Population growth puts pressure on property
Australia has long been a popular destination for overseas migrants, which when coupled with natural increase has meant the nation’s population has continued to rise.
Figures from the Australian Bureau of Statistics (ABS) show that at the end of the June quarter, the country’s population increased 1.4 per cent from a year earlier. Victoria experienced the greatest rise, posting a 1.7 per cent rise in its number of residents.
Population growth may still be rising, but it has started to slow over recent years.
As more people move to and are born into Australia’s towns and cities, the need for more homes for sale also increases. This is something that needs to be addressed moving forward, especially if the population is to have an adequate supply of quality housing.
Down, but not out
Population growth may still be rising, but it has started to slow over recent years. The Housing Industry Association analysed ABS data to find this trend has emerged since the end of 2012, and it’s mainly a result of a fall in net overseas migration.
“The flow of overseas migration, made up of both inward and outward migration, contributed to a net increase of around 184,000 people during the period,” said HIA economist Geordan Murray.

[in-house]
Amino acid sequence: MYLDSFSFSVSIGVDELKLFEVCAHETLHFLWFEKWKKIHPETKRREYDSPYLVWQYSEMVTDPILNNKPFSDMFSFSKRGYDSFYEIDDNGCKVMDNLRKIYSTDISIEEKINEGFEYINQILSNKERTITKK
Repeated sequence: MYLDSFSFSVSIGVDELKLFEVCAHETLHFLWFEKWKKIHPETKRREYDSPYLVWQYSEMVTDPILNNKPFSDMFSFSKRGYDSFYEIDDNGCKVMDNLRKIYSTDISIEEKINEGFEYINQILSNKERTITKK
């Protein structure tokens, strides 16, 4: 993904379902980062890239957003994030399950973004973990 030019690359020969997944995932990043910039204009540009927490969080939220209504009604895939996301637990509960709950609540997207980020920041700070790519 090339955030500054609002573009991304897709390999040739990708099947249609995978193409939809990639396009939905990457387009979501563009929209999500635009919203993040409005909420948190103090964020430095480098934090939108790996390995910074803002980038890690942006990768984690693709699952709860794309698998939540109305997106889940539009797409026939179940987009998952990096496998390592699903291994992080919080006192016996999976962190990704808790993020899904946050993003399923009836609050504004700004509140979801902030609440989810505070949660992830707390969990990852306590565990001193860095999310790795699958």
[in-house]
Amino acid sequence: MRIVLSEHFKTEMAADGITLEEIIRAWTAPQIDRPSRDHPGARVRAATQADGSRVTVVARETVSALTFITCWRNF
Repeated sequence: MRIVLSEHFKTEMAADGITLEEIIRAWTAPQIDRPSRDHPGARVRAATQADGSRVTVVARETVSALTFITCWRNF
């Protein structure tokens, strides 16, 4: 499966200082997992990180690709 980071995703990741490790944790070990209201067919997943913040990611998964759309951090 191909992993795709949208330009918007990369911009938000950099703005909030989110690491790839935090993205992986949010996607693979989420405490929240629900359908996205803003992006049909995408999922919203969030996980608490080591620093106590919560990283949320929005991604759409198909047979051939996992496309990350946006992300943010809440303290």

“Natural population growth (the net balance of births and deaths) provided an additional 146,000 people.”
The ABS estimates that on 30 June this year, 23.7 million people lived in Australia. Net overseas migration for the year registered an 11.4 per cent rise, while natural increase accounted for 5.1 per cent of the increase.
Challenges from an ageing population
It’s not just that Australia is home to more people, as they’re also living longer. In the year to the end of June, the number of people reaching the age of 100 increased by 550.
The working age population, namely those between 15 and 64, marked a one per cent rise, while those aged 65 and over were up 2.1 per cent. Although the median age of 37 was unchanged, it has nevertheless increased three years since 1995.
Expanding the number of retirement living options is one solution to the issue, but efforts also need to be made to bring more houses for sale to the market. Improving living standards and healthcare mean the ageing population is likely to continue, placing further pressure on an already struggling industry.
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